given to secure the payment of certain issues olbonds, amounting in the aggregate to' $5,300,000. On the third day of April, 1879, a decree of fo.reclosure a l1 d sale of the mortgaged property was entered. On the tenth dl'!>yof January, 1881, and but a few days before the sale under the decree of fore:}losure was advertised to take place, Mary M. Kelly, a holder of bonds secured by one of the mortgages, filed a petition in said cause praying leave to file a bill of review for certain alleged errors and irregularities in the foreclosure proceedings; and the question has been raised by demurrer to the petition, and argued and submitted, whether or not leave to file such a bill should be granted. Thedetermillation of petiti01ler's right to file a bill of review involves, therefore, a consideration of the contents of the petition in connection with such parts of the record in the foreclosure case as are brought into controversy by the allegations of the petition. As appears by the foreclosure decree, the issue of bonds secured by the' first mortgage was $3,200,000, and the issue of bonds secured by the second mortgage was $2,100,. 000. The petitioner alleges herself to be the holder of second mortgage bonds amounting to $14:,320, besides interest. The decree adjudges ·that "of the said second mortgage bonds the 'sum of $850,260 was issued in exchange for interest coupons, due upon said first mortgage bonds, and is, with the interest due thereon, a lien under the said first mortgage, and constitutes a part of the debt secured thereby j" and by the decree it is further adjudged and decreed "that the entire amount of bonds secured by the said first mortgage is the sum of $4,050,260, being the amount of first mortgage bonds of $3,200,000, '" '" '" and the said amount of $850,260 of second mortgage bonds issued as security for interest due on said first mortgage bonds. '" '" '" That the entire amount of bonds outstanding and unpaid, securell by the said second mortgage, '" * '" is the sum of $2,100,000, of which amount the snm of $850,2GO was issued to secure past-due interest coupons on said first mortgage." Further provisions of the decree important to notice are,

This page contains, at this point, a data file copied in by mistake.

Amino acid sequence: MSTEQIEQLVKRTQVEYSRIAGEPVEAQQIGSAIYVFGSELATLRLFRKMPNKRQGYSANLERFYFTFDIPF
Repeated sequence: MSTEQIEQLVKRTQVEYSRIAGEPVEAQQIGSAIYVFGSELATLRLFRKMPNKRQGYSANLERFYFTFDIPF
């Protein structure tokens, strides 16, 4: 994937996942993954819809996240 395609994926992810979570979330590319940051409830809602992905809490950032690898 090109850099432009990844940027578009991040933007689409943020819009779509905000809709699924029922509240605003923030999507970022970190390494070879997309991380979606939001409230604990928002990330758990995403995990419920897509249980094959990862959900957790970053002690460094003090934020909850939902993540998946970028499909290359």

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that any of the bondholders may become purchasers of the mortgaged property at the foreclosure sale; that the Bum of $25,000 shall be paid in cash at the time of sale, and that the purchaser shall comply with his bid on the day of the sale; that "after the payment to the ma;rsMI of sum of $25,000 in cash, of the sum bid by the' purchaser' at said sale, the marshal may receive from said purohaser"for the balance of the sum bid at such sale, in lieu: of cash, any of the outstanding and unpaid bonds or coupons secured by the said first mort· gage, at8uch percentage of the face value' thereoj as this court shall at the approval of 8aid 8ale authorize and direct." Also, "that so much of the purchase money at said sale as shall be necessary to pay the costs of this' suit as' taxed: and the costs and expenses of said sale, and the amount· hereby adjudged to be due to the said complainant and its solicitors, shall b& paid in cash, and that the remainder of said purchase money may be paid in cash or in 8aid first mortgage bonds, or such of said second mortgage bonds as arc by this decree held to be BCcUf'ed by 8aid fir8t mortgage in ,the proportion aforesaid." 1. It is claimed by the petitioner that; in various particulars set forth in her petition, error and ambiguity are apparent in the decree; and one of the allegations upon which this claim is founded is that "it appears on the face of the decree that a cash bid of $25,000 is not sufficient to make valid and effectual the terms of the decree, in this: that the said decree provides on its face that $850,260 of the second mortgage bonds given in exchange for first mortgage c'oupons, with the interest thereon, shall be a first lien and' charge upon all the property, real and personal, by said first mortgage conveyed, and to satisfy said $850,260 as a first lien, a sum of over $25,000 in money should and ought to be directed to be paid." This objection,to the decree is founded upon amisapprehension of its scope and meaning. The decree does not give to the $850,260 a rank in advance of the first mortgage bonds. It declares that second mortgage bonds of that amount were issued in exchange for interest coupons due upon the first mortgage bonds, and are, with interest, a lien under the first mortgage, and entitled to be proved under that mortgage and